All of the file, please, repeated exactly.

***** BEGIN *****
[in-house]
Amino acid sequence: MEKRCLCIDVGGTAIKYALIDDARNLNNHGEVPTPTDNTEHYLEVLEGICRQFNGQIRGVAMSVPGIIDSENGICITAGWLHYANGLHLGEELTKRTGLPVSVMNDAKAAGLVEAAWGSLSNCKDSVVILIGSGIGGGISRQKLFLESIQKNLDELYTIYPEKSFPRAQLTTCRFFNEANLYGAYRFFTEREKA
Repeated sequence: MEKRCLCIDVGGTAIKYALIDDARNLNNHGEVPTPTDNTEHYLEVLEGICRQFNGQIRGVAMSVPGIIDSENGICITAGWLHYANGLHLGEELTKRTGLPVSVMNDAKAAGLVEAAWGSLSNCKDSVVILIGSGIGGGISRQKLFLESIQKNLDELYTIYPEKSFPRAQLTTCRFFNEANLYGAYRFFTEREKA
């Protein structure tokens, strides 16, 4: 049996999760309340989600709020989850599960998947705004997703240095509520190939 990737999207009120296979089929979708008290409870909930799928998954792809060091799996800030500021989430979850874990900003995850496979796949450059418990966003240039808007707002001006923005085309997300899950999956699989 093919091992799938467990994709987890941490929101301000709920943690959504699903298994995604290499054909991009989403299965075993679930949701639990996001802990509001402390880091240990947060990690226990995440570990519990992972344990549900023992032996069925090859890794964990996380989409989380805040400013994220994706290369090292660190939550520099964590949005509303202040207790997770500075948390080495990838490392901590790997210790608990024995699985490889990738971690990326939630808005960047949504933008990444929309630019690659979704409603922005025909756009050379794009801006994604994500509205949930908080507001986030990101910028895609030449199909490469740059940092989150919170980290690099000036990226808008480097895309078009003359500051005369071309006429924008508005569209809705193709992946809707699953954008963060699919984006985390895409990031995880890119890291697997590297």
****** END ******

[in-house]
Amino acid sequence: MEKRCLCIDVGGTAIKYALIDDARNLNNHGEVPTPTDNTEHYLEVLEGICRQFNGQIRGVAMSVPGIIDSENGICITAGWLHYANGLHLGEELTKRTGLPVSVMNDAKAAGLVEAAWGSLSNCKDSVVILIGSGIGGGISRQKLFLESIQKNLDELYTIYPEKSFPRAQLTTCRFFNEANLYGAYRFFTEREKA
Repeated sequence: MEKRCLCIDVGGTAIKYALIDDARNLNNHGEVPTPTDNTEHYLEVLEGICRQFNGQIRGVAMSVPGIIDSENGICITAGWLHYANGLHLGEELTKRTGLPVSVMNDAKAAGLVEAAWGSLSNCKDSVVILIGSGIGGGISRQKLFLESIQKNLDELYTIYPEKSFPRAQLTTCRFFNEANLYGAYRFFTEREKA
């Protein structure tokens, strides 16, 4: 049996999760309340989600709020989850599960998947705004997703240095509520190939 990737999207009120296979089929979708008290409870909930799928998954792809060091799996800030500021989430979850874990900003995850496979796949450059418990966003240039808007707002001006923005085309997300899950999956699989 093919091992799938467990994709987890941490929101301000709920943690959504699903298994995604290499054909991009989403299965075993679930949701639990996001802990509001402390880091240990947060990690226990995440570990519990992972344990549900023992032996069925090859890794964990996380989409989380805040400013994220994706290369090292660190939550520099964590949005509303202040207790997770500075948390080495990838490392901590790997210790608990024995699985490889990738971690990326939630808005960047949504933008990444929309630019690659979704409603922005025909756009050379794009801006994604994500509205949930908080507001986030990101910028895609030449199909490469740059940092989150919170980290690099000036990226808008480097895309078009003359500051005369071309006429924008508005569209809705193709992946809707699953954008963060699919984006985390895409990031995880890119890291697997590297």